The Colosseum in Italy
Ancient Rome was famous for

Under the motto of bread and games, they already understood how to entertain  their people and today we can only imagine the atmosphere during these events. In  total Rome had over 200 of these venues, but none of them was as grand and  magnificent as The Colosseum. Construction of the Colosseum started in 72 AD  with most of the funds coming from the Roman conquest of Jerusalem. The construction  of the Colosseum was no small feat and remains one of the most refined examples of  architectural achievement of its time. The secret behind the Colosseum’s longevity  is the concrete mix used in construction. Romans used a sticky mortar made of lime and  volcanic ash. And while today’s concrete is around 10 times stronger, it seems like their  concrete has great resistance over time. Starting with a 13-meter deep foundation,  the Colosseum was built up to five levels and reached a height of 50 meters. The  structure required large quantities of Travertine stone which was transported from the  quarries of Tivoli around 30 kilometers away. To get the stones to the top, laborers  used wooden cranes with a weight at the back to support the load. Close to 100,000 laborers took part in construction and after less than 10 years,  construction was completed. The oval-shaped arena stood 50 meters tall, 190 meters long,  and 156 meters wide. Building something on that scale without many advanced tools in  such a short time just shows how advanced their building skills already were. The first games in the arena lasted for 100 days and for the following 200 years,  the Colosseum remained the central venue for the most blood-thirsty sport of  all time — the Gladiator Fighting. Most Gladiators were convicted criminals  or prisoners of war and were given martial arts training all year at special schools.  During the games, most of these fighters died in the amphitheater after battling powerful  opponents and the scorching sun for hours. Gladiator fighting was banned towards  the end of the 4th century as the church declared that such brutality had no place in  the civil world. Other games continued for many more decades and the Colosseum became the  starting point for our modern stadiums. Petra in Jordan The story of Petra goes back 2000 years when Arabian Nomads settled on  a desert terrain in Southern Jordan.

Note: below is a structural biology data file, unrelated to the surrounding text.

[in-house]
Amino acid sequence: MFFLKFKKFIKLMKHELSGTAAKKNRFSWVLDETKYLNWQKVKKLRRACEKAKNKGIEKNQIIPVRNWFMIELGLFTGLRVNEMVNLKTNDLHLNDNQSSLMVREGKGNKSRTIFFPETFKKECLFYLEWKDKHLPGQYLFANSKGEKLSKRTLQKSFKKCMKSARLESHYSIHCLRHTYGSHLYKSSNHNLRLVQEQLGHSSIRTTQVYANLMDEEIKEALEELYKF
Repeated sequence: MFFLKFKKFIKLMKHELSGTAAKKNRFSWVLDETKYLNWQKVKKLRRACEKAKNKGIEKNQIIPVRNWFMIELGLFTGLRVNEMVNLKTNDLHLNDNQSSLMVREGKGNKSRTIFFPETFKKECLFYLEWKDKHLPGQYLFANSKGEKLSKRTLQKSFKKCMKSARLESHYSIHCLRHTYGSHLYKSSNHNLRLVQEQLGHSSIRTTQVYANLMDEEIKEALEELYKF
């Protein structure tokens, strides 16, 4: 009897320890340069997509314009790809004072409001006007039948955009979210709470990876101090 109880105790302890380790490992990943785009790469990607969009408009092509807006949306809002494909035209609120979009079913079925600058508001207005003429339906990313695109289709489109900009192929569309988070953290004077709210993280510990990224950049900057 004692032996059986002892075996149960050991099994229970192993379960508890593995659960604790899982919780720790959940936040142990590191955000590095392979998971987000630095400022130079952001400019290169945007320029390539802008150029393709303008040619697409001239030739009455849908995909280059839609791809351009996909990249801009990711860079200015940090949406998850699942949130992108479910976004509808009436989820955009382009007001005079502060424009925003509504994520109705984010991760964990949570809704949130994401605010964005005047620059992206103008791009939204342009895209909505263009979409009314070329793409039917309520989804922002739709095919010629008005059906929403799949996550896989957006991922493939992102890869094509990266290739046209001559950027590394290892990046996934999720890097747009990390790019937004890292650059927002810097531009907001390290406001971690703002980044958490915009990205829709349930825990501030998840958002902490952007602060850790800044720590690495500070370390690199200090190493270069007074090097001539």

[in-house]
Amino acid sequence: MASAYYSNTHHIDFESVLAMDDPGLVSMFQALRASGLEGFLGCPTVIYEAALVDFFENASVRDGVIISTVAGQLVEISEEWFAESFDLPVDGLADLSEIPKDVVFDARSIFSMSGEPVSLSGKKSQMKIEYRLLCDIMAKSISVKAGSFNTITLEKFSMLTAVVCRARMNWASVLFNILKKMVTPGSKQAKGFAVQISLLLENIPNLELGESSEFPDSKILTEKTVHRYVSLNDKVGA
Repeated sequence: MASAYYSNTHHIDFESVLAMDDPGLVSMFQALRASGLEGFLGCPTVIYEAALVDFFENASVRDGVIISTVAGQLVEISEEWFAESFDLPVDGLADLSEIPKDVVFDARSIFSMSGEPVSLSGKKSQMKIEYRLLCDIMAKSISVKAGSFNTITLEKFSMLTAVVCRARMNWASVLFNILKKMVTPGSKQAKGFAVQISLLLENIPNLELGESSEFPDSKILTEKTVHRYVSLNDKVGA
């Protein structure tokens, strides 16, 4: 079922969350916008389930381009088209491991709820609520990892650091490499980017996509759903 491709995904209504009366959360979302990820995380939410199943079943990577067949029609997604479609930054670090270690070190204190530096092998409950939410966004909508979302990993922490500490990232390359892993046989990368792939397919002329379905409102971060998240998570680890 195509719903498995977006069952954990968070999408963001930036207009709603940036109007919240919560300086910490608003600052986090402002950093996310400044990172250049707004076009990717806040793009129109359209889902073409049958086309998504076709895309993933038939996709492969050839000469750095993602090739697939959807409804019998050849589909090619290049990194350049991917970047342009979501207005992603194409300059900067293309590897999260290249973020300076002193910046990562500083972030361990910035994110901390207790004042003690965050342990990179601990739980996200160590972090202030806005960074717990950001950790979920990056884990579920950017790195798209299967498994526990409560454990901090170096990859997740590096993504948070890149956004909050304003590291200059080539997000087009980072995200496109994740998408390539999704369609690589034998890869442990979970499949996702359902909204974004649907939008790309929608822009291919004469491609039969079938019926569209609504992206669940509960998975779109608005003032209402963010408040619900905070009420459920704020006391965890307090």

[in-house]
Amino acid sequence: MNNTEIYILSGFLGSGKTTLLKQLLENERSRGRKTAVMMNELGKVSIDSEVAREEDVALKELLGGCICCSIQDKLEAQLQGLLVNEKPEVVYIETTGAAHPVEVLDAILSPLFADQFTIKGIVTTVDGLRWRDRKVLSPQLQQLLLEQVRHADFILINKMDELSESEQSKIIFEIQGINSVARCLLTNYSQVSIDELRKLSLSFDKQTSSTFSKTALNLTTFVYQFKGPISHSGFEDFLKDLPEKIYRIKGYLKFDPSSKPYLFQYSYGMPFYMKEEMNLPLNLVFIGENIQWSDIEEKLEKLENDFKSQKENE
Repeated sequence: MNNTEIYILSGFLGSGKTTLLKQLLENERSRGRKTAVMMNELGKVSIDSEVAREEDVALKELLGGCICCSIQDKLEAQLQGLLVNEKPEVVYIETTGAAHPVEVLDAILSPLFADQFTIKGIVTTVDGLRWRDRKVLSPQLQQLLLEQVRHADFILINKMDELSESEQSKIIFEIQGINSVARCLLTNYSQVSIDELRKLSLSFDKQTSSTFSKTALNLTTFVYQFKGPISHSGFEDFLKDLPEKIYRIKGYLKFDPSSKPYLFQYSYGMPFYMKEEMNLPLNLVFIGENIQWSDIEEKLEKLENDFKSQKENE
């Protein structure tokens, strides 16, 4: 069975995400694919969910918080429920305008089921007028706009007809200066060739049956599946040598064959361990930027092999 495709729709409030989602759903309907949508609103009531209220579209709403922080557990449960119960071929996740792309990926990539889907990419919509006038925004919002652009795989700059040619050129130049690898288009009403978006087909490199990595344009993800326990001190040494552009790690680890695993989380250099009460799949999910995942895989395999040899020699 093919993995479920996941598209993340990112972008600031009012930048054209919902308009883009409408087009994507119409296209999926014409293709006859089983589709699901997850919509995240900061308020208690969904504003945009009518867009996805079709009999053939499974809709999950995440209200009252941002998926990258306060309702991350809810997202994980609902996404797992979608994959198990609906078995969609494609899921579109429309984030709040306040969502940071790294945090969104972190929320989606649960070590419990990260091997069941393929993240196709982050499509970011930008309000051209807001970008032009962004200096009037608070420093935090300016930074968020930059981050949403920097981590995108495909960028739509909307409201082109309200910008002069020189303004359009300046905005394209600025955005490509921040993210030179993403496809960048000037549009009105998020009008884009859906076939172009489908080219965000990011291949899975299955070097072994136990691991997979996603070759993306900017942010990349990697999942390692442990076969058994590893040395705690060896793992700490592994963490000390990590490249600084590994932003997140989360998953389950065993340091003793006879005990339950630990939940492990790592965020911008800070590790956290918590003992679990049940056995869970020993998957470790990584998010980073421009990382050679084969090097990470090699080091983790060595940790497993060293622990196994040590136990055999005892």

Petra in Jordan
The story of Petra goes back